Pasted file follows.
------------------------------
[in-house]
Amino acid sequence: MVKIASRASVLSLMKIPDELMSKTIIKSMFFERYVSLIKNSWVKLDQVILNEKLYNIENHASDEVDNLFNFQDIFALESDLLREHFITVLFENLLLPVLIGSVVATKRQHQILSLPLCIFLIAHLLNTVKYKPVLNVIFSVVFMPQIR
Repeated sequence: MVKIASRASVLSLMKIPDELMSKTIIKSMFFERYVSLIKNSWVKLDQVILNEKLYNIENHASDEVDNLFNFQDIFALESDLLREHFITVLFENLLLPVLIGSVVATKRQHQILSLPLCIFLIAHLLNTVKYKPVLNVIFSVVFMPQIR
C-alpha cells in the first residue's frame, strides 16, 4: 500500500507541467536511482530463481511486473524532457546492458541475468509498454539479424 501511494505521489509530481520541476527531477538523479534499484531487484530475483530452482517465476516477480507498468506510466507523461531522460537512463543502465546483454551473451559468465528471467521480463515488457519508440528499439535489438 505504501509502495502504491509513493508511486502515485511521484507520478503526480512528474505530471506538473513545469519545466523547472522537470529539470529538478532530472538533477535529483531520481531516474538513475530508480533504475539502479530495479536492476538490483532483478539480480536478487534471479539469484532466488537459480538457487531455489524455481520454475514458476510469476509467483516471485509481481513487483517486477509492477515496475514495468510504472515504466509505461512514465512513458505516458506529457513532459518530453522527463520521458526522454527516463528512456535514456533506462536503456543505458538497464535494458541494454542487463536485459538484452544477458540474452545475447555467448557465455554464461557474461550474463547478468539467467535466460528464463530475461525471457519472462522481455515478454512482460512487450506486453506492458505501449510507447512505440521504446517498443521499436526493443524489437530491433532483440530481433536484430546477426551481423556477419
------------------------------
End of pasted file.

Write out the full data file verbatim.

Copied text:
[in-house]
Amino acid sequence: MVKIASRASVLSLMKIPDELMSKTIIKSMFFERYVSLIKNSWVKLDQVILNEKLYNIENHASDEVDNLFNFQDIFALESDLLREHFITVLFENLLLPVLIGSVVATKRQHQILSLPLCIFLIAHLLNTVKYKPVLNVIFSVVFMPQIR
Repeated sequence: MVKIASRASVLSLMKIPDELMSKTIIKSMFFERYVSLIKNSWVKLDQVILNEKLYNIENHASDEVDNLFNFQDIFALESDLLREHFITVLFENLLLPVLIGSVVATKRQHQILSLPLCIFLIAHLLNTVKYKPVLNVIFSVVFMPQIR
C-alpha cells in the first residue's frame, strides 16, 4: 500500500507541467536511482530463481511486473524532457546492458541475468509498454539479424 501511494505521489509530481520541476527531477538523479534499484531487484530475483530452482517465476516477480507498468506510466507523461531522460537512463543502465546483454551473451559468465528471467521480463515488457519508440528499439535489438 505504501509502495502504491509513493508511486502515485511521484507520478503526480512528474505530471506538473513545469519545466523547472522537470529539470529538478532530472538533477535529483531520481531516474538513475530508480533504475539502479530495479536492476538490483532483478539480480536478487534471479539469484532466488537459480538457487531455489524455481520454475514458476510469476509467483516471485509481481513487483517486477509492477515496475514495468510504472515504466509505461512514465512513458505516458506529457513532459518530453522527463520521458526522454527516463528512456535514456533506462536503456543505458538497464535494458541494454542487463536485459538484452544477458540474452545475447555467448557465455554464461557474461550474463547478468539467467535466460528464463530475461525471457519472462522481455515478454512482460512487450506486453506492458505501449510507447512505440521504446517498443521499436526493443524489437530491433532483440530481433536484430546477426551481423556477419